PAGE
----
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Climate Social Science Network Announces Reporting Fellows

September 13, 2021

PROVIDENCE, Rhode Island – September 13, 2021 – Today the Climate Social Science Network — an international network of social science scholars focused on understanding the cultural and institutional dynamics of the political conflict over climate change — announced its inaugural journalism fellows, Kate Aronoff and Taylor Kate Brown. These experienced journalists will collaborate on investigative research with local and global teams of social scientists.

Kate Aronoff
is a staff writer at The New Republic covering climate and energy politics. She is the author of Overheated: How Capitalism Broke The Planet (Bold Type Books, 2021) and the co-author with Daniel Aldana Cohen, Alyssa Battistoni and Thea Riofrancos of A Planet To Win: Why We Need A Green New Deal (Verso, 2019). She is also the co-editor, with Michael Kazin and Peter Dreier, of We Own The Future: Democratic Socialism, American Style. Her writing has appeared in The New York Times, Rolling Stone, Harpers and The Guardian, among other outlets. Kate is a member of the Dissent editorial board, and serves on the Advisory Board of Jewish Currents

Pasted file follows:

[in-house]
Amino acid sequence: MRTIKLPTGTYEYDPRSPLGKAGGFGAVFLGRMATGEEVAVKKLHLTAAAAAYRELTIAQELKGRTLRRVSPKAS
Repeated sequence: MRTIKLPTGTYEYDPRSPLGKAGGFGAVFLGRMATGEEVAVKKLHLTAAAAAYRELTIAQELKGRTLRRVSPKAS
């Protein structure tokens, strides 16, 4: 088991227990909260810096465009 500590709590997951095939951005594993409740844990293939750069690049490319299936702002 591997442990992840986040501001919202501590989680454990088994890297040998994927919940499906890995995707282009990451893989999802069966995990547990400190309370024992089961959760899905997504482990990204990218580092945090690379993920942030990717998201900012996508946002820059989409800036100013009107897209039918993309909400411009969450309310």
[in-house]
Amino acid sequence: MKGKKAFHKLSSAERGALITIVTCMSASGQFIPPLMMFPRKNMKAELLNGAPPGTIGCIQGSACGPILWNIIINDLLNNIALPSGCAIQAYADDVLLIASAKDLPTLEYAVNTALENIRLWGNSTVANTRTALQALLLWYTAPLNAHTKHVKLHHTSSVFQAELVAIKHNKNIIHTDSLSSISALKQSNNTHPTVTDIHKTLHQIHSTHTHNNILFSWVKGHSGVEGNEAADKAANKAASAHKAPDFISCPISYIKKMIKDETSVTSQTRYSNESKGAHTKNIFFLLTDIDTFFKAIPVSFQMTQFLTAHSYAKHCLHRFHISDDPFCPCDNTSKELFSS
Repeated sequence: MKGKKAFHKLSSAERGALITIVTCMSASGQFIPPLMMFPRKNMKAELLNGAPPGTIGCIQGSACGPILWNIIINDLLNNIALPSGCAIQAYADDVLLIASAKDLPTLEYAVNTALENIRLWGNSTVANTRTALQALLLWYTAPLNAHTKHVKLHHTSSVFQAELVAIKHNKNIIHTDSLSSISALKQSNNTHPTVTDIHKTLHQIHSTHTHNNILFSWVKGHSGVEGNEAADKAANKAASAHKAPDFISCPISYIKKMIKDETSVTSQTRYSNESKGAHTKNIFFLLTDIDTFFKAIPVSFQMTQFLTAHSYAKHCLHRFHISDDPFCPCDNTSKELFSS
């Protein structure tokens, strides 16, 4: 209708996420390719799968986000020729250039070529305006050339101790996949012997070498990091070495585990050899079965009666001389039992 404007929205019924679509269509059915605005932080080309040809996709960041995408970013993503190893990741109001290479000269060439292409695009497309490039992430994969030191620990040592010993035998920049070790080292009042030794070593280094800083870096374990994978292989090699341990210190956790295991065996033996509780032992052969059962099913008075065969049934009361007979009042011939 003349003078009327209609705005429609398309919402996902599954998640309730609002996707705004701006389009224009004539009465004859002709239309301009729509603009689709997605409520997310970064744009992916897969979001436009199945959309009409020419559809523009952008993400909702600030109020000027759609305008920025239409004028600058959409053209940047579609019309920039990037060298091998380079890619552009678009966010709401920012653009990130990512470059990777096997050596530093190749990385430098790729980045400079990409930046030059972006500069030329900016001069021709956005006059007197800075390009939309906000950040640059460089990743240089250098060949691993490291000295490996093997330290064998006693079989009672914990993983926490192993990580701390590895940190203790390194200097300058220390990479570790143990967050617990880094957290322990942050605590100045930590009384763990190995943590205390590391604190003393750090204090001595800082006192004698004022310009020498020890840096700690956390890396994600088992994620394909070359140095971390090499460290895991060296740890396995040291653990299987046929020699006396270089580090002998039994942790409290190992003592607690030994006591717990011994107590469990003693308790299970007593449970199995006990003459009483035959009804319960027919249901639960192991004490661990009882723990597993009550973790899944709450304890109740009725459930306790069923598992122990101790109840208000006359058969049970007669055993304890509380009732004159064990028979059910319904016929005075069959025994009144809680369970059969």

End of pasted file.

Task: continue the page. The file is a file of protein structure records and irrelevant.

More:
As part of her fellowship CSSN Kate will be investigating fossil fuel industry funding of campus energy centers at top-ranked universities, as well as the influence of industry trade associations on international climate negotiations.



Taylor Kate Brown

Taylor Kate Brown
is an independent reporter and editor focused on local climate change stories, accountability and reader resources. Most recently, she was the San Francisco Chronicle’s first newsletter editor, where she launched MicroClimates, a reported newsletter on local climate change impacts and Bay Area efforts to combat it. She was previously a staff writer and editor at the BBC in Washington for seven years, and the founding editor of a Patch site in Maryland. 

Her CSSN fellowship project will focus on investigating efforts to combat electrification policies at the local level. 


The fellows will spend twelve weeks at Brown University and attend Brown Climate and Development Lab lectures and panel discussions.







Taylor Kate Brown photo credit: Hannah Long-Higgins